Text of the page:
Managing solicitors (or their nominees) have authority to waive this contribution in circumstances where the applicant is in direct provision and where the managing solicitor or their nominee forms the view that undue hardship would be caused if the applicant would have to pay the contribution.
The procedure below should be followed:
Procedure 5.6 – Making and granting a submission for a waiver in international protection cases where the applicant is on direct provision
The managing solicitor or their nominee should then:
In the case of an unaccompanied minor who is placed in state care, Tusla will pay the contribution. In such circumstances there is no need to apply for a waiver.
Further directions may issue from the Director of Civil Legal Aid in relation to the waiver of contributions.
Where a request for a waiver has been refused by Legal Services, the law centre will be informed of the grounds and reasons for doing so. The letter below should be sent by the law centre to the applicant conveying the decision.
The applicant has thirty days from the date the application for a waiver was refused to seek a review of the decision. A review, if requested, will be carried out by staff in Legal Services. They may also seek an appeal, either without going for a review or (more usually) after a negative decision in a review. If they sought a review, the time limit for an appeal (thirty days) runs from when the letter informing the applicant the review was unsuccessful was sent.
PRIVATE AND CONFIDENTIAL
Mr John Smith
1 Main Street
22 October 2015
RE: APPLICATION FOR LEGAL SERVICES
We refer to your application for legal services of (insert date) our letter of (insert date) offering you an appointment with a solicitor and your letter of (insert date) requesting a waiver of contribution.
Staff in our Head Office have considered your application for a waiver and we regret to inform you that it has been refused under Section 29 (2) of the Civil Legal Act 1995 as amended by Section 80 of the Civil Law (Miscellaneous Provisions) Act 2008.
The grounds for refusal is that [it is not considered that the payment of the legal [advice] [aid] contribution would cause undue hardship in this case]. The reason for refusal is that [as your financial circumstances are similar to a large number of legal aid applicants, the waiving of your contribution on the grounds of causing undue hardship is considered to be not merited in this case]. [The grounds and reasons should be substituted if different grounds and reasons are given by Legal Services for their decision.]
If you accept this decision
The Board remains in a position to offer you an appointment. with a solicitor [on _________ at _________. Please telephone the law centre at ____________ by ______________ to confirm your attendance.]
[Please telephone the law centre at _______________ to organise the exact time and date of your appointment].
[Your legal advice contribution will be € ___ which is payable at the time of this consultation. Should it be necessary to bring legal proceedings, and if you are granted a legal aid certificate, your legal aid contribution will be € , which is payable on acceptance of the certificate. Your solicitor will discuss this further with you at your consultation.]
If you do not accept this decision
You have the option to ask the Board to review this decision. A review means that you can submit further information in writing to the Board and ask us to re-consider the decision. For example, you may inform us of information which we failed to consider.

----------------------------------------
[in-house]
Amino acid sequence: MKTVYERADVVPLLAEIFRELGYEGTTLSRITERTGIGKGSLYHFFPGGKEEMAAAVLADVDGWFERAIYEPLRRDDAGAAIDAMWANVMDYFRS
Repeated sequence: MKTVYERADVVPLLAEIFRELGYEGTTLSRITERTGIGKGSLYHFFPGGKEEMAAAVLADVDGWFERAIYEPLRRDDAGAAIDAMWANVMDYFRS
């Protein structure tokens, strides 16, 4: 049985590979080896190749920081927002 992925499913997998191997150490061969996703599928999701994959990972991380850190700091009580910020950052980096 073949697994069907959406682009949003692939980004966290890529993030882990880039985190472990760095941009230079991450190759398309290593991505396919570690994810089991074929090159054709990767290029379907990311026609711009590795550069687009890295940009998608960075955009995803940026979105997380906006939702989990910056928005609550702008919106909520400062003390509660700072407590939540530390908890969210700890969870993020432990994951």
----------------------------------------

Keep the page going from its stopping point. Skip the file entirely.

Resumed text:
The review will be done by staff in the Board’s Head Office in Cahirciveen. You must submit any information in support of a review within one month of the date at the top of this letter. If you would like a review of the decision, you should write to the law centre at the address above submitting this information as soon as possible.
You may also appeal the decision to an appeal committee, which consists of members of the Board of the Legal Aid Board. They will consider your appeal and take a decision, which will either be to confirm the decision of the person who decided to refuse your application for a waiver, or they may overturn this decision and grant you a waiver. Usually, an appeal does not involve you submitting any further information to the Board. However, if you ask for a review and submit further information, you will have a further month after we tell you the outcome of the review to appeal.
If we do not hear from you
If we do not hear from you within thirty days of the date of this letter then we will assume you are no longer in need of legal services. This does not prevent you re-applying at a later date
An applicant may attend for a first consultation in a priority case and not be in a position, at the time of the first consultation, to pay the advice and (if applicable) the aid contribution.
In such a case the following steps should be followed:
- The first consultation should take place.
- At the first consultation, the applicant should be informed of their option to apply for a waiver of the contribution.
- In the event that they exercise the option:
- A submission for a waiver should be made on EOS as soon as possible, recommending a grant.
- The managing solicitor should phone Legal Services and advise them that the submission has been made.
- Legal Services should process the submission as a matter of urgency and contact the law centre when they have done so.
- Pending a decision on the waiver, legal services will be provided notwithstanding the fact that the advice and/or aid contribution has not been paid.
The above procedure should not be read as imposing a requirement on Legal Services to grant a waiver, nor as an indication that a waiver will be granted in all such cases. In the event that a waiver is refused, the applicant should be advised that no further legal services will be provided until the contribution is received.